Mentoring FAQ



Who can be a mentor?
You can be a mentor if you have a genuine interest in youth, good listening skills, and patience! Because our program is a long-term program, mentors must be community residents who expect to stay in the community for at least the next 2-3 years.

What do mentors do?

Mentors visit with their "mentee" for approximately one hour per week during the school day, on the school grounds, during the school year. Mentors and mentees usually spend their time together doing fun and creative activities: talking/listening, playing games, doing something physical like going for a walk on


school grounds or playing basketball, reading, exploring on the computer, doing experiments, doing art/craft projects and more. Mentors' goal is to build a relationship of trust with their mentee.

What kinds of students are selected to be mentees?
We like to talk about our students as being "on the brink of success." They are students who just need a little extra support and encouragement to thrive. They may be under-achieving, have poor peer relationships, have attendance issues, or exhibit in other ways the need for a caring adult in their lives. Students may be referred by a parent, teachers, counselor or they may request a mentor themself. Students selected are in late elementary (3rd-5th grade) or early middle school (6th or 7th grade).

What do students like about having a mentor?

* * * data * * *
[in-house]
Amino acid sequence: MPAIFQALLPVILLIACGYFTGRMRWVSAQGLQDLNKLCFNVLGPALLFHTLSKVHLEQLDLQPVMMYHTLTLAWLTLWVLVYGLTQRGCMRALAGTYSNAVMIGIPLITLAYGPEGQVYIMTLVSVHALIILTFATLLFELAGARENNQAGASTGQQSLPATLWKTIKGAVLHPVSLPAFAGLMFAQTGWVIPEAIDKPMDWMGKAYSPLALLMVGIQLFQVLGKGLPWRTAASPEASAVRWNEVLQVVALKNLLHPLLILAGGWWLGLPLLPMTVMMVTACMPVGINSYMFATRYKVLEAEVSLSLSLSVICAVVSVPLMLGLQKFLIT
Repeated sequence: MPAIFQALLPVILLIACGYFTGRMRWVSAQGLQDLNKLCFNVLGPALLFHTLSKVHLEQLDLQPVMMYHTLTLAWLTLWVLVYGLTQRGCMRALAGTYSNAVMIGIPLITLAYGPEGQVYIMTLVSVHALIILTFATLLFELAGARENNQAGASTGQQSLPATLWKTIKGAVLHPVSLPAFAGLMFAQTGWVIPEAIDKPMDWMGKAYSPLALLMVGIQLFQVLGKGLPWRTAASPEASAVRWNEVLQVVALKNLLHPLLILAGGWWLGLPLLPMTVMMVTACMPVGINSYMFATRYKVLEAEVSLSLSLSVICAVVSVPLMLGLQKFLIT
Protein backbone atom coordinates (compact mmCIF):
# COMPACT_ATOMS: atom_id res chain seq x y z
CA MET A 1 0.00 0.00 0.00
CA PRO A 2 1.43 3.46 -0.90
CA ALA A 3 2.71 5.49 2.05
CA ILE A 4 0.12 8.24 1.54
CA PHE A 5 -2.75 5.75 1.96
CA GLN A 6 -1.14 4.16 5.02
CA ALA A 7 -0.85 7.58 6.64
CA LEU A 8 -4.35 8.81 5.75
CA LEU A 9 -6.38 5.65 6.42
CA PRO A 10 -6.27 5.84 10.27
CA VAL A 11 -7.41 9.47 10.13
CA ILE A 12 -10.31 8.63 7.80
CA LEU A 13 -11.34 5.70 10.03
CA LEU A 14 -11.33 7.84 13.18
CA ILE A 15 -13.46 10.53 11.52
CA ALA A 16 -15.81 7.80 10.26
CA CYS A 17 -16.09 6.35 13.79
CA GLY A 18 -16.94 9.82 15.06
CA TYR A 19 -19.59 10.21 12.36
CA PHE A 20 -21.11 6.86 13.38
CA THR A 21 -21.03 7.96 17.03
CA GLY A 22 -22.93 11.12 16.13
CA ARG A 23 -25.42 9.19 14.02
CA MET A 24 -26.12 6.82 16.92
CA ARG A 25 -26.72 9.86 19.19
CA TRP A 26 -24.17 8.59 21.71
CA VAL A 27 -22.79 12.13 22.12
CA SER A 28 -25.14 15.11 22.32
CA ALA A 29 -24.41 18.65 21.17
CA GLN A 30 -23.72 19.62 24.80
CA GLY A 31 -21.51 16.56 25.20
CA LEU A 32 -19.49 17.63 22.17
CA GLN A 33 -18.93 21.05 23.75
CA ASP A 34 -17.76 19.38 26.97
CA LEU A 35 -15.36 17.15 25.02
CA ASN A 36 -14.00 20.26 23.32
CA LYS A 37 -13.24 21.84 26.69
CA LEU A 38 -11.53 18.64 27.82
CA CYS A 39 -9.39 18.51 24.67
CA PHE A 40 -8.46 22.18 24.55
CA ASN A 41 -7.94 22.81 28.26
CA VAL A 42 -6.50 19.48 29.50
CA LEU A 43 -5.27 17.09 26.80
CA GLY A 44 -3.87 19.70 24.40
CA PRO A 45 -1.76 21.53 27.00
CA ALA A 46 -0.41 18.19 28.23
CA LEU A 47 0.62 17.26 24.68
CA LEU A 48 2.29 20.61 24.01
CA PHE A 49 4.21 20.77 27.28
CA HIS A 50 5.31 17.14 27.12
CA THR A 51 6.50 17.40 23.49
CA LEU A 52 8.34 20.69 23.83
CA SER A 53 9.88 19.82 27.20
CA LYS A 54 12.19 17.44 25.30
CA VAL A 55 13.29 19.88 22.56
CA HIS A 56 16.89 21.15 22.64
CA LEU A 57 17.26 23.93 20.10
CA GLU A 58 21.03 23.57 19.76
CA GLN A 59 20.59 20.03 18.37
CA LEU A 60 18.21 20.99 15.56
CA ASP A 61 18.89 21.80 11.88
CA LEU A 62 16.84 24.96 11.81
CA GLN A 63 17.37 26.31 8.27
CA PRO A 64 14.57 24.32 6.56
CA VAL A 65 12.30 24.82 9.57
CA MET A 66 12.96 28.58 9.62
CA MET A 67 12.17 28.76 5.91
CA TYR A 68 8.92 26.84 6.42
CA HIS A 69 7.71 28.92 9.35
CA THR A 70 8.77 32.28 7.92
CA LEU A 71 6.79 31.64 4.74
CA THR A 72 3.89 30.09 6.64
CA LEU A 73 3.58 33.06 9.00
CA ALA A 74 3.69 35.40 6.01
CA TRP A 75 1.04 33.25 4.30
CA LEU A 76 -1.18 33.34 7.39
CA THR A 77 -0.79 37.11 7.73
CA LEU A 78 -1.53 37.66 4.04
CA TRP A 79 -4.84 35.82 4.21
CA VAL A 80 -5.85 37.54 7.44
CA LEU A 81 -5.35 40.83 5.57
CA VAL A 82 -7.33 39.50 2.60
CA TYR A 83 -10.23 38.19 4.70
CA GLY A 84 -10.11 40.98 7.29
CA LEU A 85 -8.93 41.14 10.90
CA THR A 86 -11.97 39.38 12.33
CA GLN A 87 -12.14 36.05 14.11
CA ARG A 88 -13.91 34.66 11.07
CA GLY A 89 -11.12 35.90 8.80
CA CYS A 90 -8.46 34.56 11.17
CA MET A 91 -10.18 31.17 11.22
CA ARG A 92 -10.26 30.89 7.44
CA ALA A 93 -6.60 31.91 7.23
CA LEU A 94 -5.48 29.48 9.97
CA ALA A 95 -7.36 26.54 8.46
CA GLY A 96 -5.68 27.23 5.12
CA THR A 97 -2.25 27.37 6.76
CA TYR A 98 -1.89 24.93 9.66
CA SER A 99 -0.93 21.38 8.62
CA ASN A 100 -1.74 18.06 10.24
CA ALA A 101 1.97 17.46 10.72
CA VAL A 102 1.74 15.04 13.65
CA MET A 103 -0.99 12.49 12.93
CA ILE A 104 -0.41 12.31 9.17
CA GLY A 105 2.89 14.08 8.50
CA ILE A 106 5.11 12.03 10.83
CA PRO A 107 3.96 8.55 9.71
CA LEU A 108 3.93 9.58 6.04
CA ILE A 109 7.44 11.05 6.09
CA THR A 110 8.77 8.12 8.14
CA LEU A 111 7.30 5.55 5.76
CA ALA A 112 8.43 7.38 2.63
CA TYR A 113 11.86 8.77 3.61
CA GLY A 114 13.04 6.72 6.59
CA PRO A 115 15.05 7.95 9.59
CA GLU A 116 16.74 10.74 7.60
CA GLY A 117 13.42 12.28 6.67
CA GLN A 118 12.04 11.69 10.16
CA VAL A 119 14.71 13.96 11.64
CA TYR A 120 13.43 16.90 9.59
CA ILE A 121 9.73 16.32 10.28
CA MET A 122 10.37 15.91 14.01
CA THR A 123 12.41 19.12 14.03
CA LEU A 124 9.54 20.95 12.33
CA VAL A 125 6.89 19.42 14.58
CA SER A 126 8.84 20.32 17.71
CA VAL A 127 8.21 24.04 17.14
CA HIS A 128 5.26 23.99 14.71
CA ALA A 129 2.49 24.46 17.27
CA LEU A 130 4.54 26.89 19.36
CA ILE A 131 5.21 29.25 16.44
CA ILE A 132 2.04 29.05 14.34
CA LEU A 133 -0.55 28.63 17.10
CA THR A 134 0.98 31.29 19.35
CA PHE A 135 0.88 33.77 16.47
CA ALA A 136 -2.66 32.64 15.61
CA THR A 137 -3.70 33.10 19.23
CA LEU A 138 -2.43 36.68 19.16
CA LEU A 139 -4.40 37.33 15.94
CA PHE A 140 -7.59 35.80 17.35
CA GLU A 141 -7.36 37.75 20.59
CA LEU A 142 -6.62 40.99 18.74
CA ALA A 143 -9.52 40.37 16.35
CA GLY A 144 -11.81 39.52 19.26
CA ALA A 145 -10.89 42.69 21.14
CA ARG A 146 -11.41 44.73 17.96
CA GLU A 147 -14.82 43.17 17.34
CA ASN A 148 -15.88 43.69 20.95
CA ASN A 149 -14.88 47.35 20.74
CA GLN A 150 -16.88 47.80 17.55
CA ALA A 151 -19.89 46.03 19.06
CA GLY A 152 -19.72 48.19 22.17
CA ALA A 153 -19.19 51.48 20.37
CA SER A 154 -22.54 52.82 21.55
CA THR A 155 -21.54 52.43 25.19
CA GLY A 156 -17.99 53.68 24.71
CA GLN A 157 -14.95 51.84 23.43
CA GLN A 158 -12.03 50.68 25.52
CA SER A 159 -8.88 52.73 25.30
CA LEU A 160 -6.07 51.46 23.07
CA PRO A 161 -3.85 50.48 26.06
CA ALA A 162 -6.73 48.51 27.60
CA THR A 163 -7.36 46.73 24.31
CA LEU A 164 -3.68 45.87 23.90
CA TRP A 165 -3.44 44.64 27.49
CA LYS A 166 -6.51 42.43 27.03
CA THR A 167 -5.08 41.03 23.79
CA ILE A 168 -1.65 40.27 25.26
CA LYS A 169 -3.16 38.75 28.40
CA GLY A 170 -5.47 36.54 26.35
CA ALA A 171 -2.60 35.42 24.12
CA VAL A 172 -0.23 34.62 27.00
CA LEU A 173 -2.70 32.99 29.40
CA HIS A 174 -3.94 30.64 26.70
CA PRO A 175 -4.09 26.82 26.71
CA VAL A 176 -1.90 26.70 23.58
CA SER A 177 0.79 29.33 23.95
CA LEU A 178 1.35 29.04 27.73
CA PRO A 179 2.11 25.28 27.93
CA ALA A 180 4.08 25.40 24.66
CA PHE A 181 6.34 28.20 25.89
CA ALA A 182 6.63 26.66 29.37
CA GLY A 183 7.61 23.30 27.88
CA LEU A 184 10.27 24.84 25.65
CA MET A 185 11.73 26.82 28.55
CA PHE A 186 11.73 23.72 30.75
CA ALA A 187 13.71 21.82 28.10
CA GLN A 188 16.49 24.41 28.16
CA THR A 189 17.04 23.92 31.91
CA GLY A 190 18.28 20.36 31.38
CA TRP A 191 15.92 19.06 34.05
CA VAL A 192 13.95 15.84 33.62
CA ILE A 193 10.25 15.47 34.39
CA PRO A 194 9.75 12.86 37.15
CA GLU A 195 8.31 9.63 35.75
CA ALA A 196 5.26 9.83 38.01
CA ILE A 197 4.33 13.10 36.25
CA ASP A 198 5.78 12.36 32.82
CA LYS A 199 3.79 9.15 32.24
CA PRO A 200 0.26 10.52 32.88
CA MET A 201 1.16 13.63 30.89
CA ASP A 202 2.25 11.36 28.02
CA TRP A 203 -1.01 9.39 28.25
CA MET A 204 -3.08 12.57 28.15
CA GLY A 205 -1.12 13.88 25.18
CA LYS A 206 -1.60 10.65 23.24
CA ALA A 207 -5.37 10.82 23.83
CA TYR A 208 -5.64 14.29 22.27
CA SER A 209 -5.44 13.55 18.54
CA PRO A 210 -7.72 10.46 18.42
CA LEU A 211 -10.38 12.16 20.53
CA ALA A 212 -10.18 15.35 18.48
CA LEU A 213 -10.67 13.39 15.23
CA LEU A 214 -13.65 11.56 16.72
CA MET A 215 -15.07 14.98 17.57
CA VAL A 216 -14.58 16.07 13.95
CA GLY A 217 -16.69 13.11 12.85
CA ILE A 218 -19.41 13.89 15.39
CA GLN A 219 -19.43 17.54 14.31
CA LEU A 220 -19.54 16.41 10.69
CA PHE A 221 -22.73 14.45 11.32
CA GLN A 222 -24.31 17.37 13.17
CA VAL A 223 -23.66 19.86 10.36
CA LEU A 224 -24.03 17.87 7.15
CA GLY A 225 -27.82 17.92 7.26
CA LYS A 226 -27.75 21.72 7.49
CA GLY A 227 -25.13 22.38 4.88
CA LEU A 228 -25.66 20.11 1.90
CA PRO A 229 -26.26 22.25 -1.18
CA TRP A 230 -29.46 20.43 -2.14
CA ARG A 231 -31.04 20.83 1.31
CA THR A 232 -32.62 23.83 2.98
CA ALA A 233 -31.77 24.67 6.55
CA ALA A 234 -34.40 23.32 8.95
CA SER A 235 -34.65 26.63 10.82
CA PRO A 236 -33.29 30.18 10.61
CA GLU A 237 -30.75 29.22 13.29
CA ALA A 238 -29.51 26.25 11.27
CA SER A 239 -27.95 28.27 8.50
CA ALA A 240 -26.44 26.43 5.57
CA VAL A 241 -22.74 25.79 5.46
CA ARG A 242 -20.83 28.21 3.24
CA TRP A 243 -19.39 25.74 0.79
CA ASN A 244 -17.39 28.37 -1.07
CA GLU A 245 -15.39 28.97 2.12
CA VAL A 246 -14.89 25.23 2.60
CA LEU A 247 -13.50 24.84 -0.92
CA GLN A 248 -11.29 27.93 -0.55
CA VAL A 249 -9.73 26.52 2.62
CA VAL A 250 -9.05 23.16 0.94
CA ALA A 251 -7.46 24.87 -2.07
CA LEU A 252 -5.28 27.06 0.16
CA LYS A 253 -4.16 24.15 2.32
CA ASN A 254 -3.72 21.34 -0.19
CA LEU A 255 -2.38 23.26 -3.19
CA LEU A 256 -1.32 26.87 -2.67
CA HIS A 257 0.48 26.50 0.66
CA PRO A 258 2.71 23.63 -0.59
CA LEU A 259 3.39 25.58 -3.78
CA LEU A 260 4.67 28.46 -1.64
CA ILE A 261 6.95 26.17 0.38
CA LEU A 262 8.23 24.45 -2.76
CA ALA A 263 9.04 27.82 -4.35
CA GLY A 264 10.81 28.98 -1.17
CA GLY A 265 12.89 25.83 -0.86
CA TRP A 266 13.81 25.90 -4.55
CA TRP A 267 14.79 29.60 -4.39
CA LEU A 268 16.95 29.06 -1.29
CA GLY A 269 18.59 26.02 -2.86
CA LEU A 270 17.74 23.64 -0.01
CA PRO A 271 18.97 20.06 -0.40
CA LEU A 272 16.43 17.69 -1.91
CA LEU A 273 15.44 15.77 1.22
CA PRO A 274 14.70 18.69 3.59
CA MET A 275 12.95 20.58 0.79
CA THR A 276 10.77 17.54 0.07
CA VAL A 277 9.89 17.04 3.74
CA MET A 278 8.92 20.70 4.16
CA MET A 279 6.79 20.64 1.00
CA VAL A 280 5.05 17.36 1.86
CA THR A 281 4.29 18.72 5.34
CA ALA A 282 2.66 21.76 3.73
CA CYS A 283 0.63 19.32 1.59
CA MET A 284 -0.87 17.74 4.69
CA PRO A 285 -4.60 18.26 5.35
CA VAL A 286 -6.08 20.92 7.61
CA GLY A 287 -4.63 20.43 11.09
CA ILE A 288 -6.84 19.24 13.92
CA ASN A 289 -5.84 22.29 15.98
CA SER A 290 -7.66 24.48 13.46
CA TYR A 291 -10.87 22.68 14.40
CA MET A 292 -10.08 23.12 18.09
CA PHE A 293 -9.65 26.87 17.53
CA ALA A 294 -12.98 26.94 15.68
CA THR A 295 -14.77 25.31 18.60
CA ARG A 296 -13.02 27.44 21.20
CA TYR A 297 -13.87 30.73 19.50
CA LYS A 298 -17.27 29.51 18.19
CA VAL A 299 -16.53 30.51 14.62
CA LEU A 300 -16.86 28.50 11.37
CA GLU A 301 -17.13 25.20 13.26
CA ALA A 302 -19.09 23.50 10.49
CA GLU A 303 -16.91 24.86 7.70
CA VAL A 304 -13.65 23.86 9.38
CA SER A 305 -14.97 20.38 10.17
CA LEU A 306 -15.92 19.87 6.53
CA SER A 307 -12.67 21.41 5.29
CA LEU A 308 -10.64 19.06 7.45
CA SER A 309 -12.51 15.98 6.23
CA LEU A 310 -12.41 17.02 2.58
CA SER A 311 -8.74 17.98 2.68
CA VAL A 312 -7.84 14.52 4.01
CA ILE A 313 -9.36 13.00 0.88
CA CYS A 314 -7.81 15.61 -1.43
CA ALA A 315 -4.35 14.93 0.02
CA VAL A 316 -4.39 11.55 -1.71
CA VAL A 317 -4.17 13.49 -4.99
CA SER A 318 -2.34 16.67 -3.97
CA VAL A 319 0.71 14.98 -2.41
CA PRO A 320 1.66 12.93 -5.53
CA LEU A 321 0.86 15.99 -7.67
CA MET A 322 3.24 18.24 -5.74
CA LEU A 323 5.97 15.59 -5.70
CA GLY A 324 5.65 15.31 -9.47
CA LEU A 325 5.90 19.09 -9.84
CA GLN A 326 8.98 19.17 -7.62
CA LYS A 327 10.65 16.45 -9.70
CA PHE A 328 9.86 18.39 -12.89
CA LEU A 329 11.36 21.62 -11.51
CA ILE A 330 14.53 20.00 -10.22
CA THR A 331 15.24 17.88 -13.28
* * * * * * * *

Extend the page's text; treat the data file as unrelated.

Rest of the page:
The most frequent response students give to this question is: "Because we have fun!" Additionally, students say they like having someone who listens to them, who doesn't judge them and believes in them.

What do current mentors like about being a mentor?
Mentors report that it's fun! They enjoy the break in their day and the relationship that is formed with their mentee. In addition, mentors say that being a mentor helps them feel good about themselves for giving back to the community. Mentors who are parents report that it helps them be a better parent. Additionally, there are documented health benefits of this kind of volunteering. A Review of Recent Research has found a significant connection between volunteering and good health. The report shows that volunteers have greater longevity, higher functional ability, lower rates of depression and less incidence of heart disease.


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Is mentoring going on during March?

Due to the Coronavirus (COVID-19) there will be no
mentoring until May 4 at the earliest.


What constitutes appropriate boundaries, and how do I establish them?  

Some boundaries are clearly spelled out - school-based program, one hour a week, no friends, etc.  Other boundaries will emerge and evolve as the relationship unfolds. It is your responsibility to define and observe appropriate boundaries, even when your mentee is "testing" boundaries.  Your mentee may see if you can visit them over the summer.  This is a school-based program, so you can't.  (Remember, some of these boundaries evolve and change as your mentee gets older.)  If your mentee comes from a disorganized or stressful family situation where the family cannot address all of your mentee's needs, it can be difficult to remember that your role is not to "fix your mentee's life." It can be particularly challenging to avoid doing anything that would undermine or supplant the role of your mentee's family, even though their circumstances and behavior may concern you.​  If you are seeing things that worry you, talk to your school coordinator. Your coordinator can look into the situation and take action if needed.  If you are unclear on  other boundaries, check with your school coordinator.